In our current social climate, the one high impact event that it is acceptable to use as children’s entertainment, is violence. The most extreme outcome of violence is death, therefore when it came to creating some high-impact events in Ultimate Spider-Man; first his uncle was killed off, then his father was put in a coma, and now his mother has been killed off. In less than 22 issues poor Miles Morales is finding out that the price of being a young superhero published by a mainstream company is death all around him.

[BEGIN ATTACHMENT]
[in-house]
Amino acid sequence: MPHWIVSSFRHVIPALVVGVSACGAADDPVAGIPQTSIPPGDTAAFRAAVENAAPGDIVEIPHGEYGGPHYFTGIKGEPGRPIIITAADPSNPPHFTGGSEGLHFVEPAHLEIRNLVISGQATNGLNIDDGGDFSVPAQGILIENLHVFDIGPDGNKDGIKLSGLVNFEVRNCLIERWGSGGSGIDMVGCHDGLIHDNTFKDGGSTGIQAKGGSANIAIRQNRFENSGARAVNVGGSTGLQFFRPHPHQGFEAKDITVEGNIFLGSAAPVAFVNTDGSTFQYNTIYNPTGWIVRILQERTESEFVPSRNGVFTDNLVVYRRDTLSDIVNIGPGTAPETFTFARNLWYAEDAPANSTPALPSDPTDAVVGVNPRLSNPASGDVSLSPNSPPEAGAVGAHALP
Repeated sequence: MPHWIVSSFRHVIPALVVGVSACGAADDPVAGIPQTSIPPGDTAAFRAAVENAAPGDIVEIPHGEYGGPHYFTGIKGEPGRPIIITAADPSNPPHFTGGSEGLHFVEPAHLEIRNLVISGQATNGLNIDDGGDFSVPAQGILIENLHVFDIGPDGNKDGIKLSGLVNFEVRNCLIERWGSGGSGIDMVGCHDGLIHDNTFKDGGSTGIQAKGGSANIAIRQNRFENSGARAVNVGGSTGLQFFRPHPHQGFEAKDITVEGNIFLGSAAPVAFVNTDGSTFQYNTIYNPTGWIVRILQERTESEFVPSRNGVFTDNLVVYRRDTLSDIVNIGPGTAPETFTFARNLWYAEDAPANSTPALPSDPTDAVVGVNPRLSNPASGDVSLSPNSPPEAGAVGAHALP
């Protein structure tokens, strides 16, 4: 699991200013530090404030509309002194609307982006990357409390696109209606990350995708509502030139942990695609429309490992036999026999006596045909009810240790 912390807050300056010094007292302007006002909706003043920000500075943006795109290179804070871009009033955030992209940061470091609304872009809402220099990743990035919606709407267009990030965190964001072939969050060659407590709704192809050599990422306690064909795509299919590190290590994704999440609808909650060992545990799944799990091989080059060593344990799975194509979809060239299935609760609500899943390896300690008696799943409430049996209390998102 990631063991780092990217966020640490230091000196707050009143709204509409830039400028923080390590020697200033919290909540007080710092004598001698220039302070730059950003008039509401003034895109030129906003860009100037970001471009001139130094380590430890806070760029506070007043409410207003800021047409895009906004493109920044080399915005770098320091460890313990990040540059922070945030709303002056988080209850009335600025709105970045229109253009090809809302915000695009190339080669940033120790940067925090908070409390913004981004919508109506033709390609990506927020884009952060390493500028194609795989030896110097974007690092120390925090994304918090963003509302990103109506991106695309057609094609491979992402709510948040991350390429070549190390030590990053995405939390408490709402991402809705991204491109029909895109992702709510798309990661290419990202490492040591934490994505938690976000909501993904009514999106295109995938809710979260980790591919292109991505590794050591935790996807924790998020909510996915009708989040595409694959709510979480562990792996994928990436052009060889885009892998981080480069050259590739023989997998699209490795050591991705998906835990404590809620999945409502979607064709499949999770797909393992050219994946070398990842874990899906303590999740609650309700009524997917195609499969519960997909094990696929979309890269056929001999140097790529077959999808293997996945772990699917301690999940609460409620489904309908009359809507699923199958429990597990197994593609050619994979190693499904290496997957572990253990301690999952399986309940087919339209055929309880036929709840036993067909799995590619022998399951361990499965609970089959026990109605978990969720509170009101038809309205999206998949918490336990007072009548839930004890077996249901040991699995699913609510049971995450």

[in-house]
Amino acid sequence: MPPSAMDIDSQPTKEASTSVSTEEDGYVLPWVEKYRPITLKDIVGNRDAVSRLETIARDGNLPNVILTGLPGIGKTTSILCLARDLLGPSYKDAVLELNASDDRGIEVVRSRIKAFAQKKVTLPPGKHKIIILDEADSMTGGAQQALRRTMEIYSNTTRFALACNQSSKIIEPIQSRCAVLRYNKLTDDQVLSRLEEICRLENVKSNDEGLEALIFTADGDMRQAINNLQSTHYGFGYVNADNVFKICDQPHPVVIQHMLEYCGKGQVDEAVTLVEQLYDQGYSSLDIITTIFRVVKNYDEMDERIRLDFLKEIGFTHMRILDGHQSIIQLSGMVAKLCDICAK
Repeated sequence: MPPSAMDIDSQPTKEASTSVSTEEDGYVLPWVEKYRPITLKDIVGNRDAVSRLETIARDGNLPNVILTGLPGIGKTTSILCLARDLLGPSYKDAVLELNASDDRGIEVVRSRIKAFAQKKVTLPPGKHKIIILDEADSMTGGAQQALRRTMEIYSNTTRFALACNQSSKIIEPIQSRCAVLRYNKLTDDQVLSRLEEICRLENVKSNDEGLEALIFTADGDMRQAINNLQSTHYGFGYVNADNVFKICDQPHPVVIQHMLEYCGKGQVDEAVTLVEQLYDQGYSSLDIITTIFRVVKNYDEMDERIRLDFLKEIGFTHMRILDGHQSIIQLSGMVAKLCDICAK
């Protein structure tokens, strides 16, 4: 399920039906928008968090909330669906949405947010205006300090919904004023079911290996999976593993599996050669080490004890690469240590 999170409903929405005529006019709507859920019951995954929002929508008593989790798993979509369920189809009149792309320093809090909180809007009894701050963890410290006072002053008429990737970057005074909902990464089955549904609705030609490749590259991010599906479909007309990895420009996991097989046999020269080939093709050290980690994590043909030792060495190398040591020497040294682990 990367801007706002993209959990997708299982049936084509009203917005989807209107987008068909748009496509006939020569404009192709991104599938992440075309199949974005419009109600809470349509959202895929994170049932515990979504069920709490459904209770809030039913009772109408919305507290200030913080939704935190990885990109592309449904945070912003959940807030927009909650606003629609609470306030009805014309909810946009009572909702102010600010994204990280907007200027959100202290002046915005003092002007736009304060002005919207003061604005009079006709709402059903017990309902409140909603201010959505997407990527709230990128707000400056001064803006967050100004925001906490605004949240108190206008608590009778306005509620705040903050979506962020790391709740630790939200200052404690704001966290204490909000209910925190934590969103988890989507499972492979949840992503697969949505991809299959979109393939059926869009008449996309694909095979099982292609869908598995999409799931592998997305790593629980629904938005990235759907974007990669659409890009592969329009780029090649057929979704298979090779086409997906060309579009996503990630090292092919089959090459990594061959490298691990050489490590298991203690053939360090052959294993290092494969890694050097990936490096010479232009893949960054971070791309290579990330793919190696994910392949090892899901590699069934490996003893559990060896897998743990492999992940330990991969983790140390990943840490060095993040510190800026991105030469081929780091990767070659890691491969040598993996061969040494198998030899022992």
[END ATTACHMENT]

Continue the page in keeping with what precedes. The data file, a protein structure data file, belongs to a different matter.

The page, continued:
This week I picked up the trade paperback of Marvel Boy, (originally published in 6 issues between 2000 - 2001) by Grant Morrison and Jeff G. Jones. The main character of Kree diplomat, Noh-Varr, lone survivor of an accidental shipwreck, is a charming, irreverent, unpredictable one. His love interest / sparring partner, Oubliette, daughter of our hero’s one true enemy (in true star-crossed lovers fashion) is a fantastic series of contradictions. The issues and ideas which are the playground of this book are deceptively entertaining, giving us plenty to digest and think about once the book is finished. It gives credence to the concept put forth within the book, that ideas have a life of their own, not as a metaphor, but as a concrete reality.